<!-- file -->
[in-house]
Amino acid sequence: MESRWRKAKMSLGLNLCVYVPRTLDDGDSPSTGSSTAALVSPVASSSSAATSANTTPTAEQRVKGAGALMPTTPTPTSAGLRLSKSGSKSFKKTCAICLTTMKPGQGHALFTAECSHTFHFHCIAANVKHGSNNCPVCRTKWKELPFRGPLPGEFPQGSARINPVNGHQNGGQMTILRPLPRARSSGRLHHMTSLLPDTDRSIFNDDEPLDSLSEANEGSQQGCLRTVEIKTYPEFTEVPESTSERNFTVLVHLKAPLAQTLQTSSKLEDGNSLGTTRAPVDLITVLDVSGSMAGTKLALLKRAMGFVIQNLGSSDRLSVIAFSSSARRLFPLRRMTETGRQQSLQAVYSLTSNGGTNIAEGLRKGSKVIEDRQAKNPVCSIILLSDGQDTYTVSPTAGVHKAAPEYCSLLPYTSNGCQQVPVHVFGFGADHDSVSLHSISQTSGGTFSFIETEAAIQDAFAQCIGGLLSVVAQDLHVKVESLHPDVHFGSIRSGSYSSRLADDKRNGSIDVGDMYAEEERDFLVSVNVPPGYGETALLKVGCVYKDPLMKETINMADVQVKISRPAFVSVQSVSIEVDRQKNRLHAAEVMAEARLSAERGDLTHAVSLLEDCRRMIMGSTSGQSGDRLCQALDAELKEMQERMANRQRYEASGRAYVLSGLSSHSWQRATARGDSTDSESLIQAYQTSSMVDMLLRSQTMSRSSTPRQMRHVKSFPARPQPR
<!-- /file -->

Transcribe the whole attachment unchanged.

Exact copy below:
[in-house]
Amino acid sequence: MESRWRKAKMSLGLNLCVYVPRTLDDGDSPSTGSSTAALVSPVASSSSAATSANTTPTAEQRVKGAGALMPTTPTPTSAGLRLSKSGSKSFKKTCAICLTTMKPGQGHALFTAECSHTFHFHCIAANVKHGSNNCPVCRTKWKELPFRGPLPGEFPQGSARINPVNGHQNGGQMTILRPLPRARSSGRLHHMTSLLPDTDRSIFNDDEPLDSLSEANEGSQQGCLRTVEIKTYPEFTEVPESTSERNFTVLVHLKAPLAQTLQTSSKLEDGNSLGTTRAPVDLITVLDVSGSMAGTKLALLKRAMGFVIQNLGSSDRLSVIAFSSSARRLFPLRRMTETGRQQSLQAVYSLTSNGGTNIAEGLRKGSKVIEDRQAKNPVCSIILLSDGQDTYTVSPTAGVHKAAPEYCSLLPYTSNGCQQVPVHVFGFGADHDSVSLHSISQTSGGTFSFIETEAAIQDAFAQCIGGLLSVVAQDLHVKVESLHPDVHFGSIRSGSYSSRLADDKRNGSIDVGDMYAEEERDFLVSVNVPPGYGETALLKVGCVYKDPLMKETINMADVQVKISRPAFVSVQSVSIEVDRQKNRLHAAEVMAEARLSAERGDLTHAVSLLEDCRRMIMGSTSGQSGDRLCQALDAELKEMQERMANRQRYEASGRAYVLSGLSSHSWQRATARGDSTDSESLIQAYQTSSMVDMLLRSQTMSRSSTPRQMRHVKSFPARPQPR